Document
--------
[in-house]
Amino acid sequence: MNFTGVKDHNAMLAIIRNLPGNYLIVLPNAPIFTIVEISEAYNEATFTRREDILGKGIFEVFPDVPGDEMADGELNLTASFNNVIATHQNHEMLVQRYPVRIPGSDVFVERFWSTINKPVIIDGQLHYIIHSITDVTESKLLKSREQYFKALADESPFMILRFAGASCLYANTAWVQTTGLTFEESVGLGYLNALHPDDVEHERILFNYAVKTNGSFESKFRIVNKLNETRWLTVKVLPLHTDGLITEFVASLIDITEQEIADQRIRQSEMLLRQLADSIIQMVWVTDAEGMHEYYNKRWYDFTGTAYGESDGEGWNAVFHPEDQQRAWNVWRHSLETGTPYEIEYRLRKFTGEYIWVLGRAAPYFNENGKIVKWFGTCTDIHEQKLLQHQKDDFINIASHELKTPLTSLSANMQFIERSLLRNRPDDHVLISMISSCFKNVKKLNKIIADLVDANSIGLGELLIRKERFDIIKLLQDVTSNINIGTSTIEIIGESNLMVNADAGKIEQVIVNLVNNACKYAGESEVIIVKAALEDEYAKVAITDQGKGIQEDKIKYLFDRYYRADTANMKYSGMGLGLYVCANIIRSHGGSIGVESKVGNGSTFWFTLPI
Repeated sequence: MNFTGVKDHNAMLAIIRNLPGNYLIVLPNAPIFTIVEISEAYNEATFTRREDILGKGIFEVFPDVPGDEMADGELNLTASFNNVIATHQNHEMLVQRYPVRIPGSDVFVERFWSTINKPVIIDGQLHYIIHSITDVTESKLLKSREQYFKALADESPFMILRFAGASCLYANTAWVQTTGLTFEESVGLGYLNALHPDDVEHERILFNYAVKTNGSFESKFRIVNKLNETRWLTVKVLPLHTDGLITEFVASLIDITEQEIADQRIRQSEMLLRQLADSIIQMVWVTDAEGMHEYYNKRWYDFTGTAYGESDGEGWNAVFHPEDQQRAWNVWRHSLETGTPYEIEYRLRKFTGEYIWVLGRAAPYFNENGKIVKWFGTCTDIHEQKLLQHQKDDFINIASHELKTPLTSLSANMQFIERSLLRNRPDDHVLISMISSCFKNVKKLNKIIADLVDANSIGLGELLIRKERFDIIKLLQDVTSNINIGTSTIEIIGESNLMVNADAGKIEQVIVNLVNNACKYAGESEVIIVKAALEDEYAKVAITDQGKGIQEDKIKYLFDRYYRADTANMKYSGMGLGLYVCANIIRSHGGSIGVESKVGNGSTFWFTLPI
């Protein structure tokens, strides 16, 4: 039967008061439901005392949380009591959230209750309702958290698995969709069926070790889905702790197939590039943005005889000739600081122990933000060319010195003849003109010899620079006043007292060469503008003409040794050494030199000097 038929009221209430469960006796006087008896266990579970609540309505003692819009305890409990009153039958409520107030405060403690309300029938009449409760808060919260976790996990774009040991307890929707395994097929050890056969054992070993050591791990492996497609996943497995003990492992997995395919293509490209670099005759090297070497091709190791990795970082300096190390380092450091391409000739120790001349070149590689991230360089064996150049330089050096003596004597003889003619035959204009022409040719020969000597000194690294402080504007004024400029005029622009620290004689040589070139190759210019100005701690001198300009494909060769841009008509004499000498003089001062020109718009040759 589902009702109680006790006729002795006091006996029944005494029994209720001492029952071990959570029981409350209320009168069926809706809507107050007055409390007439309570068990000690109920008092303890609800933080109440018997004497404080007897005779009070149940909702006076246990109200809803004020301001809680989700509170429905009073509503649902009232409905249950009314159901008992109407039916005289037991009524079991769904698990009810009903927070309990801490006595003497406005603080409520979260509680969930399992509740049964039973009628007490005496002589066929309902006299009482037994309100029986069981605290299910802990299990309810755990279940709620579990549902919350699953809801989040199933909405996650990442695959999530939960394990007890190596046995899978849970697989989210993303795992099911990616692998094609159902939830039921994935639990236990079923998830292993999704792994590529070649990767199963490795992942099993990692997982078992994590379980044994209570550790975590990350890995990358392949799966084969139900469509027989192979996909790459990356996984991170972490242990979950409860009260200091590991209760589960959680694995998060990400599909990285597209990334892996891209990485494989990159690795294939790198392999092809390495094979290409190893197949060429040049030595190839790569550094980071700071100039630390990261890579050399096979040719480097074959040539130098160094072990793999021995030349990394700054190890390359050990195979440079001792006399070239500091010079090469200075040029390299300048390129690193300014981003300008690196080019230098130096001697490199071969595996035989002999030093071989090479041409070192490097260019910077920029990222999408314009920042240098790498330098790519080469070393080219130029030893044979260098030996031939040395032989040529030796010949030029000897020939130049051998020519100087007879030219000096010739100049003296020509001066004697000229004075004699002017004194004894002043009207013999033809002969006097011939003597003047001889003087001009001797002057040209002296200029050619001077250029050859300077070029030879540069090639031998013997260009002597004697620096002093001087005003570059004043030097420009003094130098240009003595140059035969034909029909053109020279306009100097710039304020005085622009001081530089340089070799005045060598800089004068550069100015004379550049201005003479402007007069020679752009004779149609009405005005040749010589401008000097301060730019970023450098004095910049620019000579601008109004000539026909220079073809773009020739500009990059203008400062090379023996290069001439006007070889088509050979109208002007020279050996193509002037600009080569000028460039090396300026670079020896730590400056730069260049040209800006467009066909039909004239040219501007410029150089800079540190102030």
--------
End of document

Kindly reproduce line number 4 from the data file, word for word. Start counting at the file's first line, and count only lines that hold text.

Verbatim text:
């Protein structure tokens, strides 16, 4: 039967008061439901005392949380009591959230209750309702958290698995969709069926070790889905702790197939590039943005005889000739600081122990933000060319010195003849003109010899620079006043007292060469503008003409040794050494030199000097 038929009221209430469960006796006087008896266990579970609540309505003692819009305890409990009153039958409520107030405060403690309300029938009449409760808060919260976790996990774009040991307890929707395994097929050890056969054992070993050591791990492996497609996943497995003990492992997995395919293509490209670099005759090297070497091709190791990795970082300096190390380092450091391409000739120790001349070149590689991230360089064996150049330089050096003596004597003889003619035959204009022409040719020969000597000194690294402080504007004024400029005029622009620290004689040589070139190759210019100005701690001198300009494909060769841009008509004499000498003089001062020109718009040759 589902009702109680006790006729002795006091006996029944005494029994209720001492029952071990959570029981409350209320009168069926809706809507107050007055409390007439309570068990000690109920008092303890609800933080109440018997004497404080007897005779009070149940909702006076246990109200809803004020301001809680989700509170429905009073509503649902009232409905249950009314159901008992109407039916005289037991009524079991769904698990009810009903927070309990801490006595003497406005603080409520979260509680969930399992509740049964039973009628007490005496002589066929309902006299009482037994309100029986069981605290299910802990299990309810755990279940709620579990549902919350699953809801989040199933909405996650990442695959999530939960394990007890190596046995899978849970697989989210993303795992099911990616692998094609159902939830039921994935639990236990079923998830292993999704792994590529070649990767199963490795992942099993990692997982078992994590379980044994209570550790975590990350890995990358392949799966084969139900469509027989192979996909790459990356996984991170972490242990979950409860009260200091590991209760589960959680694995998060990400599909990285597209990334892996891209990485494989990159690795294939790198392999092809390495094979290409190893197949060429040049030595190839790569550094980071700071100039630390990261890579050399096979040719480097074959040539130098160094072990793999021995030349990394700054190890390359050990195979440079001792006399070239500091010079090469200075040029390299300048390129690193300014981003300008690196080019230098130096001697490199071969595996035989002999030093071989090479041409070192490097260019910077920029990222999408314009920042240098790498330098790519080469070393080219130029030893044979260098030996031939040395032989040529030796010949030029000897020939130049051998020519100087007879030219000096010739100049003296020509001066004697000229004075004699002017004194004894002043009207013999033809002969006097011939003597003047001889003087001009001797002057040209002296200029050619001077250029050859300077070029030879540069090639031998013997260009002597004697620096002093001087005003570059004043030097420009003094130098240009003595140059035969034909029909053109020279306009100097710039304020005085622009001081530089340089070799005045060598800089004068550069100015004379550049201005003479402007007069020679752009004779149609009405005005040749010589401008000097301060730019970023450098004095910049620019000579601008109004000539026909220079073809773009020739500009990059203008400062090379023996290069001439006007070889088509050979109208002007020279050996193509002037600009080569000028460039090396300026670079020896730590400056730069260049040209800006467009066909039909004239040219501007410029150089800079540190102030």